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As part of a networking project I have used VirtualBox 5.2.20 to model a "mini-Internet" with seven VMs. My host machine is running Linux Mint 18.3, all of the guests are running Ubuntu Server 16.04 LTS. The host CPU is a Ryzen R7 1700.

Two of the guests use the Intel Pro/1000 MT Desktop (a 1Gb/s NIC) bridged onto the host NIC. As a basic test, I decided to do an iperf test between these two guests.

The command I used is iperf -c 192.168.1.50 -i 1. The result is:

------------------------------------------------------------
Client connecting to 192.168.1.50, TCP port 5001
TCP window size: 85.0 KByte (default)
------------------------------------------------------------
[  3] local 192.168.1.35 port 58752 connected with 192.168.1.50 port 5001
[ ID] Interval       Transfer     Bandwidth
[  3]  0.0- 1.0 sec   243 MBytes  2.04 Gbits/sec
[  3]  1.0- 2.0 sec   236 MBytes  1.98 Gbits/sec
[  3]  2.0- 3.0 sec   210 MBytes  1.76 Gbits/sec
[  3]  3.0- 4.0 sec   207 MBytes  1.74 Gbits/sec
[  3]  4.0- 5.0 sec   216 MBytes  1.81 Gbits/sec
[  3]  5.0- 6.0 sec   202 MBytes  1.70 Gbits/sec
[  3]  6.0- 7.0 sec   216 MBytes  1.81 Gbits/sec
[  3]  7.0- 8.0 sec   210 MBytes  1.76 Gbits/sec
[  3]  8.0- 9.0 sec   206 MBytes  1.72 Gbits/sec
[  3]  9.0-10.0 sec   223 MBytes  1.87 Gbits/sec
[  3]  0.0-10.0 sec  2.12 GBytes  1.82 Gbits/sec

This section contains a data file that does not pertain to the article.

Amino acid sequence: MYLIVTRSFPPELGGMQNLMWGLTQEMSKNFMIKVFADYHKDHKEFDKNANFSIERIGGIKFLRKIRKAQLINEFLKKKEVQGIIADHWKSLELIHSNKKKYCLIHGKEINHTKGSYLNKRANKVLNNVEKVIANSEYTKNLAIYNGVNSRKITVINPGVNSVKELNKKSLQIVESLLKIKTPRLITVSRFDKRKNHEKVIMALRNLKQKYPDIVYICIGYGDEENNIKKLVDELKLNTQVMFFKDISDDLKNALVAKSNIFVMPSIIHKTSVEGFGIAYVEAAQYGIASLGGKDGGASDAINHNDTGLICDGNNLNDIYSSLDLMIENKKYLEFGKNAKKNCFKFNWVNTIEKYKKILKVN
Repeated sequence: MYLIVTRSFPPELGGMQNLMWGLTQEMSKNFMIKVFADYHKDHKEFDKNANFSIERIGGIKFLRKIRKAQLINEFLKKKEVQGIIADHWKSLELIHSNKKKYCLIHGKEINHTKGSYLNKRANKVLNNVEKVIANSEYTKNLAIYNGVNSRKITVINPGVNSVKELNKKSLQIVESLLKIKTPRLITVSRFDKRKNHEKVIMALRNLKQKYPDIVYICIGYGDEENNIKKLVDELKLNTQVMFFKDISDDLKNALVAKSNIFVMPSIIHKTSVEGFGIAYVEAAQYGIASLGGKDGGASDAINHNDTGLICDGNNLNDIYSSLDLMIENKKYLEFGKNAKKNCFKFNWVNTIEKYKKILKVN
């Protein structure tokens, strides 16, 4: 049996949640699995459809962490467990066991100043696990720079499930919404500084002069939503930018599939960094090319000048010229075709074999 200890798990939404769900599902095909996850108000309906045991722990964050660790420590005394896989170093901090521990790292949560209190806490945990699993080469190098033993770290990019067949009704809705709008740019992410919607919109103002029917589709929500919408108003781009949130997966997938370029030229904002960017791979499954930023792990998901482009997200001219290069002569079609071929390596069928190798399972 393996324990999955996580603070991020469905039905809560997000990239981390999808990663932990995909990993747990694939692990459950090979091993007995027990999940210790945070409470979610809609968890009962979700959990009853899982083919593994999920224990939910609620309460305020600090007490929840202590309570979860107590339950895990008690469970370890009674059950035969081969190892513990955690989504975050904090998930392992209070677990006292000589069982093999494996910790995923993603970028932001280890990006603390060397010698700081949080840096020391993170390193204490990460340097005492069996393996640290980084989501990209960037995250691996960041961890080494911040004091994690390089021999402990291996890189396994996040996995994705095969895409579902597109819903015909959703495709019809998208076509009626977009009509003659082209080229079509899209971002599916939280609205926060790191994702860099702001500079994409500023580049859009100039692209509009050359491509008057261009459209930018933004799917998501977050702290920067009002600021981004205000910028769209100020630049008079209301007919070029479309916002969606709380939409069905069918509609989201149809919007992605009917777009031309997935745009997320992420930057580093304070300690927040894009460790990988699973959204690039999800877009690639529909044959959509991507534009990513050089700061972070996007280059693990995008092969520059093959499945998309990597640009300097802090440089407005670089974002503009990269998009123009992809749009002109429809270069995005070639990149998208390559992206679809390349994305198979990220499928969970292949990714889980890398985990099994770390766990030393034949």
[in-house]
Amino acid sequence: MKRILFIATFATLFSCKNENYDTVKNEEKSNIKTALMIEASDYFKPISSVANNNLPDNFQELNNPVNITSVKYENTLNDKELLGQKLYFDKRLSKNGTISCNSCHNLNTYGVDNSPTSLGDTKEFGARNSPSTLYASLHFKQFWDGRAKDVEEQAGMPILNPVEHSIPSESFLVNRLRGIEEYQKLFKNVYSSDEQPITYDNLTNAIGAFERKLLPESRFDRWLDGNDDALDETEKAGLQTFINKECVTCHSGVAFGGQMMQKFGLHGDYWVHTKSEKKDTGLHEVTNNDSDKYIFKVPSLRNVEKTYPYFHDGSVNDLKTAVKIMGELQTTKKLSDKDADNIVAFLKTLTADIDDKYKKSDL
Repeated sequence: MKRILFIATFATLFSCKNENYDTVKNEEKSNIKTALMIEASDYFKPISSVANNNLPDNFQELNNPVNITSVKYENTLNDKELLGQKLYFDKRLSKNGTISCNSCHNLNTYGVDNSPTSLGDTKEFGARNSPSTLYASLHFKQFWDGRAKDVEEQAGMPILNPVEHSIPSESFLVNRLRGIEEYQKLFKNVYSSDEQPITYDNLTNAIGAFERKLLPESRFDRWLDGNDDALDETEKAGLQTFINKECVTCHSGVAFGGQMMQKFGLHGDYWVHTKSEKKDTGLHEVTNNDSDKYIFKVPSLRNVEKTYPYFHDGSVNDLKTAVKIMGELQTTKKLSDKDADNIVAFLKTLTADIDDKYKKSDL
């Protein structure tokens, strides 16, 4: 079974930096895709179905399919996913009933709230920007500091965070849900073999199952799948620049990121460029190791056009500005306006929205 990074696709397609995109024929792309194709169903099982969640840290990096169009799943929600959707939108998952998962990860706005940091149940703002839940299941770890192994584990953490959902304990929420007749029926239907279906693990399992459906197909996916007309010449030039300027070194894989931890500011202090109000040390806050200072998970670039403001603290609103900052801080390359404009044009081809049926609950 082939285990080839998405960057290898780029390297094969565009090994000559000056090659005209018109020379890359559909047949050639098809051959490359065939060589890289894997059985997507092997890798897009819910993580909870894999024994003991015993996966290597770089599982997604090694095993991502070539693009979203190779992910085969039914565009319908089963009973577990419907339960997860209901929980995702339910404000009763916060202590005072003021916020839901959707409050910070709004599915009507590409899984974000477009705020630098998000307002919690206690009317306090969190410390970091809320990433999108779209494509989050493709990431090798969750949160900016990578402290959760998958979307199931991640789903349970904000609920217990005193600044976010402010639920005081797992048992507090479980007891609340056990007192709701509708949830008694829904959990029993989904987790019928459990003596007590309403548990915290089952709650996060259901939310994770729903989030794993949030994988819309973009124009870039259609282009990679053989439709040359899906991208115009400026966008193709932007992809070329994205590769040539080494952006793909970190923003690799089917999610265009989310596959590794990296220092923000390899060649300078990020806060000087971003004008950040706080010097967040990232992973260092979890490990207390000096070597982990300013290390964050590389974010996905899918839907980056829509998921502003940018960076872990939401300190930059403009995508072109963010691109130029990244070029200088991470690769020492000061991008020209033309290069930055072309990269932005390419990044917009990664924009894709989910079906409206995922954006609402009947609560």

How does throughput of well over 1Gbit/s happen on a 1Gbit line, without specifying full duplex to iperf? Is this a quirk of VirtualBox or something else?

Many thanks.

  • 1
    Are you measuring from VM to VM? if so, you're not really using the NIC's bandwidth, since it's not leaving your host PC. – essjae Nov 8 '18 at 20:07
  • Yep, it's VM-to-VM. – uvdevops Nov 11 '18 at 18:54
0

VirtualBox is apparently clever enough to use the localhost interface for communications between guests.

The clever part in not using the network adapter is that in most cases this would not work. Only advanced routers support loopbacks, meaning sending from the computer through the router and back to the same computer. Most commercial routers do not support this feature.

Since the localhost interface works through memory buffers and not through an adapter, it is capable of much higher speeds. In your case it approaches the 2 Gbits/second, higher than the capacity of your physical network adapter.

For more information see Wikipedia Localhost.

| improve this answer | |
  • This would explain a lot. I tried a transfer between two guests on a host-only network. The guests were configured with 100Mb/s AMD PCnet-FAST III adapters, yet somehow I was seeing 40MB/s (320Mb/s) transfers with wget. – uvdevops Nov 11 '18 at 18:57
  • It's actually a tick, you had me confused for a moment. :) – uvdevops Nov 11 '18 at 19:12

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